Gameplay could be defined as the combination and interaction of many elements of a game. However, there is some confusion as to the difference between game mechanics and gameplay. For some, gameplay is nothing more than a set of game mechanics. For others, gameplay—especially when referenced in the term of "basic gameplay"—refers to certain core game mechanics which determine the overall characteristics of the game itself.

Herein I believe we find our difference. And, we will doubtless continue to think of this differently which is fine with me. But I very much see engine building a an interaction of mechanisms. Perhaps this lends credence to questions about primary and secondary mechanisms. I am still not sure how I think about those definitions, I do know that if I were to adopt them, engine building would be a secondary mechanism. Whereas I believe that you would fit in the camp that tends to see gameplay more as a sum of mechanical elements.

Further, I think that my opinion of engine building not being best understood as a game mechanism does not do any violence to the quote you shared. And the reason I believe that is that I believe that I see the term "work" differently than I do. I think I look more at the basic gears and what they do when I am considering mechanisms. I don't consider what they do as a mechanism. I believe that you are also considering some of the secondary "outputs" as mechanisms as well. Please let me know if I am completely missing your point.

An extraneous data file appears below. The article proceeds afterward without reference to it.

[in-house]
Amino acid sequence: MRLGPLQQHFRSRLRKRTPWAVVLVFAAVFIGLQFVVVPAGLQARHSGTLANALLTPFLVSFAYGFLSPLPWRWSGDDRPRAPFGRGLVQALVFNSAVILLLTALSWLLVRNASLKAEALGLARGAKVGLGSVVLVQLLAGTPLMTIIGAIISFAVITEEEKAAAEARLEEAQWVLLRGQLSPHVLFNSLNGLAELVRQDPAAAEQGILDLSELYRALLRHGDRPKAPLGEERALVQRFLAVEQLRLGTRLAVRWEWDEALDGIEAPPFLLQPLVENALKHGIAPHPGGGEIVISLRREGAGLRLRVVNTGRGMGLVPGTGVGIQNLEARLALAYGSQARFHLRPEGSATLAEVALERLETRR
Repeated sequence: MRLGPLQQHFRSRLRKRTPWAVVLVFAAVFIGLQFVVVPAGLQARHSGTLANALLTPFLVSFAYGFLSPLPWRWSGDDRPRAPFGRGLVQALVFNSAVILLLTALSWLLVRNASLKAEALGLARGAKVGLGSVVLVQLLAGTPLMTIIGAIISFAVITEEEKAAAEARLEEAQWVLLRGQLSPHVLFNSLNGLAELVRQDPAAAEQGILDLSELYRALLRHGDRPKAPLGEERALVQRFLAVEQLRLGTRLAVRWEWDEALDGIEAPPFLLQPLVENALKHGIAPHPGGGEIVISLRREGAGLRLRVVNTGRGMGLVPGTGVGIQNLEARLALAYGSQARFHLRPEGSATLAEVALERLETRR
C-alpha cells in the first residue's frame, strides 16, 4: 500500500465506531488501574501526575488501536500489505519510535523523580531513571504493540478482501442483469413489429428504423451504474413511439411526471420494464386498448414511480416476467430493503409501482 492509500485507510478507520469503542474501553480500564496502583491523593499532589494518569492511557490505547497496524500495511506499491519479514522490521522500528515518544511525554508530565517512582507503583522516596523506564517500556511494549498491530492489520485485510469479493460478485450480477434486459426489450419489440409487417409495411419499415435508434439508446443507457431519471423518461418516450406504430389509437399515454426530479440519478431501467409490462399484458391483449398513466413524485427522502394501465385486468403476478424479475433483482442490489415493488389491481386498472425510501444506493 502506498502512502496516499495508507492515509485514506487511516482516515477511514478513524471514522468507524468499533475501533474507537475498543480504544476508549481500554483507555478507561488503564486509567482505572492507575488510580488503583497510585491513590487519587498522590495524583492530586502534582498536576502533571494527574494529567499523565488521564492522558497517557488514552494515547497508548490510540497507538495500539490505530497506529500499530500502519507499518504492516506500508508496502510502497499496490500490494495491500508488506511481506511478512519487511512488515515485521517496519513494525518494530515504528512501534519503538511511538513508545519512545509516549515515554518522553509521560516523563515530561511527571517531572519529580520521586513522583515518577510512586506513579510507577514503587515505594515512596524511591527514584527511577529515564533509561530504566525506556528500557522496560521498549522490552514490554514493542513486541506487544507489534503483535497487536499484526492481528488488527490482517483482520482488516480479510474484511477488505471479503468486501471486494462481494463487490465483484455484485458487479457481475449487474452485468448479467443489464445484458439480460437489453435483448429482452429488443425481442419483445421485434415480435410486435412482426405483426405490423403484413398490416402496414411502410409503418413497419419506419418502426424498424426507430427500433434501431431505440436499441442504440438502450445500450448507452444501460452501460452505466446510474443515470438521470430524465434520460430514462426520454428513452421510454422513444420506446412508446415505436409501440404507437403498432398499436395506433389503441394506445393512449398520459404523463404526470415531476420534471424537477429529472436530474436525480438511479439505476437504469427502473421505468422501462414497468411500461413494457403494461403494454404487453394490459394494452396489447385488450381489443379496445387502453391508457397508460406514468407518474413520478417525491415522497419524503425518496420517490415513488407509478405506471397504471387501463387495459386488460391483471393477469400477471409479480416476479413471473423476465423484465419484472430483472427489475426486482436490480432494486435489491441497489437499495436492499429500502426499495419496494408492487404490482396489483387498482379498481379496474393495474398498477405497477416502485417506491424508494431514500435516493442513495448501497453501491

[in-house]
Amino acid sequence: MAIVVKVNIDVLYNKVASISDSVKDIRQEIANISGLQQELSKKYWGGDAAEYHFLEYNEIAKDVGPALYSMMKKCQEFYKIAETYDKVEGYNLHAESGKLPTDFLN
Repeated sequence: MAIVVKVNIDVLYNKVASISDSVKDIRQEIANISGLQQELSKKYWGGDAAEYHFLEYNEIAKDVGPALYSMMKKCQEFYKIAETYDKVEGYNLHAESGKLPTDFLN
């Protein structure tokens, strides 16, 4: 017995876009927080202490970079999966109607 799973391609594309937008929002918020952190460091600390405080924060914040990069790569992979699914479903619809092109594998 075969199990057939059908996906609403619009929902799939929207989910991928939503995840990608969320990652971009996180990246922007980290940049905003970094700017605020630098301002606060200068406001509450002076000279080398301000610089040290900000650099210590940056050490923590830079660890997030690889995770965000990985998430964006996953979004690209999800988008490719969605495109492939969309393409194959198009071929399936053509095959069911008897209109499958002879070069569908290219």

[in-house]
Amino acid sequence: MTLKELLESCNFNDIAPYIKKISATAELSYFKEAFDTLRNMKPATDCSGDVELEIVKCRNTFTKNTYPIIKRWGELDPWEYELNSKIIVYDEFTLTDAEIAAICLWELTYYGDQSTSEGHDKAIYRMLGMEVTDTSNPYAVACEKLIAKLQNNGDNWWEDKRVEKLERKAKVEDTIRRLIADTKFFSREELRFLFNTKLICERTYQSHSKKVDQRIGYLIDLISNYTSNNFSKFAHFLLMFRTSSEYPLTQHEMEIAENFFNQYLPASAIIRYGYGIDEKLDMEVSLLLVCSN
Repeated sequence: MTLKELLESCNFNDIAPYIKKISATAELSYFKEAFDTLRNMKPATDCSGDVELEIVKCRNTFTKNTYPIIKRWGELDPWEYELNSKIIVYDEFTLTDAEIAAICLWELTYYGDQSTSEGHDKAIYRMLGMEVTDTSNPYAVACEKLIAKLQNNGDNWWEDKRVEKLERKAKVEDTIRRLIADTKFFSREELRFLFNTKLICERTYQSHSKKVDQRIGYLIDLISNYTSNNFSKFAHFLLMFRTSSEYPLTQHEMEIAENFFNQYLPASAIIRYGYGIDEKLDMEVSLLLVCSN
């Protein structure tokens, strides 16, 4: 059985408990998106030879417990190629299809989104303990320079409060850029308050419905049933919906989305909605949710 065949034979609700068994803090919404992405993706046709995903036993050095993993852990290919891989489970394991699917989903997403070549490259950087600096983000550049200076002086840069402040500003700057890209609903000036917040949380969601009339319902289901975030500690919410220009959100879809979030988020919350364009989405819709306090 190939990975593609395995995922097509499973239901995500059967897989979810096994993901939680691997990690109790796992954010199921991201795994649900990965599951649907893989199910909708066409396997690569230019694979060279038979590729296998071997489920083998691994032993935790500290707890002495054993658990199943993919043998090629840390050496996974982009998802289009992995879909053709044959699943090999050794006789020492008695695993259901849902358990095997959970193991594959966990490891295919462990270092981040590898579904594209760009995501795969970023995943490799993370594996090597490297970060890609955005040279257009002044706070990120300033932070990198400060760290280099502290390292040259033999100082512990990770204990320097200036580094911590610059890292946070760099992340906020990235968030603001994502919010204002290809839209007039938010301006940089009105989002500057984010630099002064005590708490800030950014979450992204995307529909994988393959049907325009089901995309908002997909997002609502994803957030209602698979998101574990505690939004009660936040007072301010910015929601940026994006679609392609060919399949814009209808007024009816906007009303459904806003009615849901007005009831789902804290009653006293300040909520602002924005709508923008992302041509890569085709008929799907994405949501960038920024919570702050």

Also, I want to emphasize that I am holding this point as "my opinion" I don't believe that this is a inmutable truth...... And, If I am becoming too strident, let me know and I will happily shut up.

Premium User3 months ago

I was shooting from the hip and never looked at that wikipedia article.  I think I agree with the "gameplay" definition and see it as a "sum of the combination and interactions between many elements in a game".  

I would definitely see engine building as a secondary mechanism but I do see the argument there for it not being a mechanism unto itself at all.  I think there may be room for defining different types of engines or perhaps even a better word for engine...something like "action enhancement".  

I do feel my opinion is only informed by colloquial evidence from playing games rather than reading anything on solid game theory and having a decent background to source from.  It is thought provoking and I will have to consider some of these nuances when explaining games.  

Good fun!

Supporter3 months ago